Site Logo  Ust Kamenogorsk
Ust Kamenogorsk, known as Oskemen by Kazakhs, represents another side of Kazakhstan, one of the many, in that it is a unique town in the far east of the country. Kazakh cities have their similarities but each of them is different from the next. Ust Kamenogorsk is not only unlike Shymkent and Atyrau but also unlike Pavlodar and Astana.

The town is massively Russian, with very few other ethnic groups in extensive evidence, possibly owing to the local industries in which predominantly the Slavic majority work. It is modernising, not quite to the degree of Astana but to a reasonable degree, while the older parts of town are still flourishing, in a sense, just outside the town centre. Getting around town is easier than in other places, the trams being frequent and quick, and there being little in the way of congestion.

The main attraction is probably the confluence of the two rivers, Irtysh and Ulba which meet just outside the town centre where acres of water head slowly north-west towards Semipalatinsk and on to Pavlodar. The river seems to be a recreational attraction, not so much for swimming, which I suspect would be a little dangerous, but for fishing and simply walking along the miles of river bank.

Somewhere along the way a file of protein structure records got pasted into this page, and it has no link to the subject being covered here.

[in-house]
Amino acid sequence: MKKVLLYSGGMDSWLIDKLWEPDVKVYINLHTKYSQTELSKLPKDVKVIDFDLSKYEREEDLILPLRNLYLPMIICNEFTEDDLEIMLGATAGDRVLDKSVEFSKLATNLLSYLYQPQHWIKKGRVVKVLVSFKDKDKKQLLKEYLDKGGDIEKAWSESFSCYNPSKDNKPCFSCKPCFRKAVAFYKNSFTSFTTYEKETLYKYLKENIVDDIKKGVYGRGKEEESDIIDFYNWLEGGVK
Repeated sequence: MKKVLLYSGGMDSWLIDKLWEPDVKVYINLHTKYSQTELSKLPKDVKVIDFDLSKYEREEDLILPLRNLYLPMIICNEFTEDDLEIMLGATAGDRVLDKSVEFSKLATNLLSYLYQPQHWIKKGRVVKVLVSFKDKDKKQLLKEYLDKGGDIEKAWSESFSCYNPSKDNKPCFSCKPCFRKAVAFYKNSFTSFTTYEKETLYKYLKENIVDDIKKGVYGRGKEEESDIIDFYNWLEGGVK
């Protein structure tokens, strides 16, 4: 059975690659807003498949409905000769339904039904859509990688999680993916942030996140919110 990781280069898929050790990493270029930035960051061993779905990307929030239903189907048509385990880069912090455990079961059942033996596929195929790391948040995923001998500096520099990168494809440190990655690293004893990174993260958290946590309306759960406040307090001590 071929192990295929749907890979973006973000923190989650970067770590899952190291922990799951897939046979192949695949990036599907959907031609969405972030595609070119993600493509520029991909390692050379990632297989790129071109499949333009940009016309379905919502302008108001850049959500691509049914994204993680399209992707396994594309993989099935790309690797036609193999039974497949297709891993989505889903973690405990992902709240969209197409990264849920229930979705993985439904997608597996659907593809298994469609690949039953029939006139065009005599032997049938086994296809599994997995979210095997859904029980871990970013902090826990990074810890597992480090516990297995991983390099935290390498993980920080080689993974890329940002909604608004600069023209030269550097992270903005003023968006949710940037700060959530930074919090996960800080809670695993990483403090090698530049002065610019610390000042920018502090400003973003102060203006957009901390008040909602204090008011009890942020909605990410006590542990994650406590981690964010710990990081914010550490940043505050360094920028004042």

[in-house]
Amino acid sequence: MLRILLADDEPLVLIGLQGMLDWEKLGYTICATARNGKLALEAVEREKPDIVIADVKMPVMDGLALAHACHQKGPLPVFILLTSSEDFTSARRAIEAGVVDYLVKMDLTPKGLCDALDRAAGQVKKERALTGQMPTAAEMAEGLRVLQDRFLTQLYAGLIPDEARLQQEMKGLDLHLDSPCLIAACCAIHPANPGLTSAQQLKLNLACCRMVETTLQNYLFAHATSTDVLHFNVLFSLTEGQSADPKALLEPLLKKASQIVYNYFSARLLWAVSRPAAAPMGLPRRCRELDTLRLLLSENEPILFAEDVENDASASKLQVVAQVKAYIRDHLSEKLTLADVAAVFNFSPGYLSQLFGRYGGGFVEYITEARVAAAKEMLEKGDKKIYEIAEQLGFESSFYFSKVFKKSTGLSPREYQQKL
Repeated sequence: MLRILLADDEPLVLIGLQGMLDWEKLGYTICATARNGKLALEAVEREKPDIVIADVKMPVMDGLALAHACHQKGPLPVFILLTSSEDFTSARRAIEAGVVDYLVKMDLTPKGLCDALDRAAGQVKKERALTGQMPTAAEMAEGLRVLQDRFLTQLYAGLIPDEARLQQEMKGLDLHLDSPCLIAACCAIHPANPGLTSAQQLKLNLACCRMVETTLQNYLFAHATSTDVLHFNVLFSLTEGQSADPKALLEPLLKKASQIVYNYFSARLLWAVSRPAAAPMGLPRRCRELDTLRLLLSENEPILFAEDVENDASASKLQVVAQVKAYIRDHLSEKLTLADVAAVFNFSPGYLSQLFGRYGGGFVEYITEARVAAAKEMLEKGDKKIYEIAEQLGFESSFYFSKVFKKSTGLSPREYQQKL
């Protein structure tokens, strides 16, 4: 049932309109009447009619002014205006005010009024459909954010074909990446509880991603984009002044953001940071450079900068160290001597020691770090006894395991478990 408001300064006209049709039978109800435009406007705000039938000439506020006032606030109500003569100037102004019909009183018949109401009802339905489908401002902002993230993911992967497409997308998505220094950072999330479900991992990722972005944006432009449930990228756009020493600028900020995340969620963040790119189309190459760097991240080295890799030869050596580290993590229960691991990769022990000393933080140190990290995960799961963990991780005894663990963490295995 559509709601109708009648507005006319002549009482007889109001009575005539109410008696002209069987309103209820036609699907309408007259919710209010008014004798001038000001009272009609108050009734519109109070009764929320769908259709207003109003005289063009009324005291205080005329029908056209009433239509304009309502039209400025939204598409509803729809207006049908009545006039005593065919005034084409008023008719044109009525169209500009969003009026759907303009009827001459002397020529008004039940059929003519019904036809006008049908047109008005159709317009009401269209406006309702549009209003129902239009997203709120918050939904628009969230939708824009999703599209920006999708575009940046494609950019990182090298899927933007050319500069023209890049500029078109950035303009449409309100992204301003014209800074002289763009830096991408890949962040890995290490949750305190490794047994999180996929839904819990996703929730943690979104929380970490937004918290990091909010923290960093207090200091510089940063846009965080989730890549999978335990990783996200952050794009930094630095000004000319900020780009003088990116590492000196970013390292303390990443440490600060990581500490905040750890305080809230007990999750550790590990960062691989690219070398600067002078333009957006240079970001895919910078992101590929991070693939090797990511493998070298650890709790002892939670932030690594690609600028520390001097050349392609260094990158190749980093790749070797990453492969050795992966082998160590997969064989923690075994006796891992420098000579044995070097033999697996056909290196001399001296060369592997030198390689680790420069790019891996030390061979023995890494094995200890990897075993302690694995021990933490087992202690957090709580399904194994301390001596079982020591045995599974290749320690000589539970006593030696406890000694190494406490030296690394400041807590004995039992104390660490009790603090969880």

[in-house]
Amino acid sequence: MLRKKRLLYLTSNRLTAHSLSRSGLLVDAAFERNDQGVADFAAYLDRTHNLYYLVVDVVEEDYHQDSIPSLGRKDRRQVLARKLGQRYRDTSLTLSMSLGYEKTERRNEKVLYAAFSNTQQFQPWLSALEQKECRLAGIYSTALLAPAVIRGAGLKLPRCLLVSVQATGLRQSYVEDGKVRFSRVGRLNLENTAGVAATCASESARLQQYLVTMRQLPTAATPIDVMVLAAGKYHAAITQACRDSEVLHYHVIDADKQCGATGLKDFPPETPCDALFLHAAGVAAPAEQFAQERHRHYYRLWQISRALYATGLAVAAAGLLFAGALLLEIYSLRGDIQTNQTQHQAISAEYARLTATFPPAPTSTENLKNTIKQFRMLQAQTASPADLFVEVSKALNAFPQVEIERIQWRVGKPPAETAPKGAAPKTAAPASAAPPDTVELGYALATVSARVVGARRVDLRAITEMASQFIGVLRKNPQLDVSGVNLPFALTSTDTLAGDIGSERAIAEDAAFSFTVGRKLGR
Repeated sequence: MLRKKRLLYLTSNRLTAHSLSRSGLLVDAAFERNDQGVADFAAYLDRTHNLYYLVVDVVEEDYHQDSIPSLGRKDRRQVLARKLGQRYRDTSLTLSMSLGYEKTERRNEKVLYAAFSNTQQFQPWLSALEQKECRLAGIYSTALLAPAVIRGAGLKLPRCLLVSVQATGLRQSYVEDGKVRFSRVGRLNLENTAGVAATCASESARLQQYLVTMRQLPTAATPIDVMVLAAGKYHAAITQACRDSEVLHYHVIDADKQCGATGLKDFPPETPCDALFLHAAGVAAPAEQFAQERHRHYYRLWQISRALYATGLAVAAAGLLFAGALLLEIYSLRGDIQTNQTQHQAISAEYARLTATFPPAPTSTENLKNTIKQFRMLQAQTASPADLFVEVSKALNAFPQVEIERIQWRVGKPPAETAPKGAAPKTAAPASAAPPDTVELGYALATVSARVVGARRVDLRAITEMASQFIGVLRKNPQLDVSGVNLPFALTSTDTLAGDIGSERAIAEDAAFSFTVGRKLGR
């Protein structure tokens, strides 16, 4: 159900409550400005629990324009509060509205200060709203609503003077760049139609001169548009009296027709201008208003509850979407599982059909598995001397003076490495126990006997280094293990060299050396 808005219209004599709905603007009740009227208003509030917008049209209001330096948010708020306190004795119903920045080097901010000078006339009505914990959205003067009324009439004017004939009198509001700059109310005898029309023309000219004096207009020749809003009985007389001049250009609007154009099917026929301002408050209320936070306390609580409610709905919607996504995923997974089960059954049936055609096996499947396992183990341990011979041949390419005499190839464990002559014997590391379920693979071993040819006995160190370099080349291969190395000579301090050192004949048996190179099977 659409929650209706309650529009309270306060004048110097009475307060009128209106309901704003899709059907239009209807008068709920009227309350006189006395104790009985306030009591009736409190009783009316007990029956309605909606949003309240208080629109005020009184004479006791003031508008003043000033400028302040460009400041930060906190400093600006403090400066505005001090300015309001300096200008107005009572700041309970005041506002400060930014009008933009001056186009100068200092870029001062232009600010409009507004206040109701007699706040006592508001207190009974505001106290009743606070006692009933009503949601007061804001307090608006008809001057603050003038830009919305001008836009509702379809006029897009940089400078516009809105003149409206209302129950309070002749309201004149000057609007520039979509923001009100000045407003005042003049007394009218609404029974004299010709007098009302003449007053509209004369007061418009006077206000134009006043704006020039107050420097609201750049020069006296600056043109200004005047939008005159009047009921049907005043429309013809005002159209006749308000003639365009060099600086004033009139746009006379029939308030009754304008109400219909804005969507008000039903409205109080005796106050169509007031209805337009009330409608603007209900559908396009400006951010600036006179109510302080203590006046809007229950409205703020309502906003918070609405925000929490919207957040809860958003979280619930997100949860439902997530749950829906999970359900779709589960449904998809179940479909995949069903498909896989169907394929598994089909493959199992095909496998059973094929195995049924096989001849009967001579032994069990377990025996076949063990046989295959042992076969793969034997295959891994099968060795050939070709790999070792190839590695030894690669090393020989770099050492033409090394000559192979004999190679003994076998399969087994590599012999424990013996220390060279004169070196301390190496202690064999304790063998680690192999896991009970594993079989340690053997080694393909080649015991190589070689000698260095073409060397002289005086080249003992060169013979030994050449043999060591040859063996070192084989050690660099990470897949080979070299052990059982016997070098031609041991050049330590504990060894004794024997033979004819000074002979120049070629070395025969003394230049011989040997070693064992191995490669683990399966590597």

Aside the river, the roads are kept spotlessly clean, and there are plenty of retail outlets, although nothing to compare with the nature of that we get in the two capitals. Ust Kamenogorsk is what you might call a nice little town, offering a version of everything for everybody. There doesn’t seem to be a dearth of young adults and again no threatening looking gatherings of embittered disenfranchised youths, the likes of whom plague many western cities. Two days there does not leave the uninformed observer overly well placed to judge, but people there seem happy with life and content to get on with their day.
Kazakhstan is highly multi-ethnic and proud of it, with the government keen for tolerance to pervade society. The cities across the whole country are mixed, some more than others, leading to a very nice balance. Ust Kamenogorsk may be predominantly Russian but this as part of a nation state which does not consider any ethnic group to be more important than others.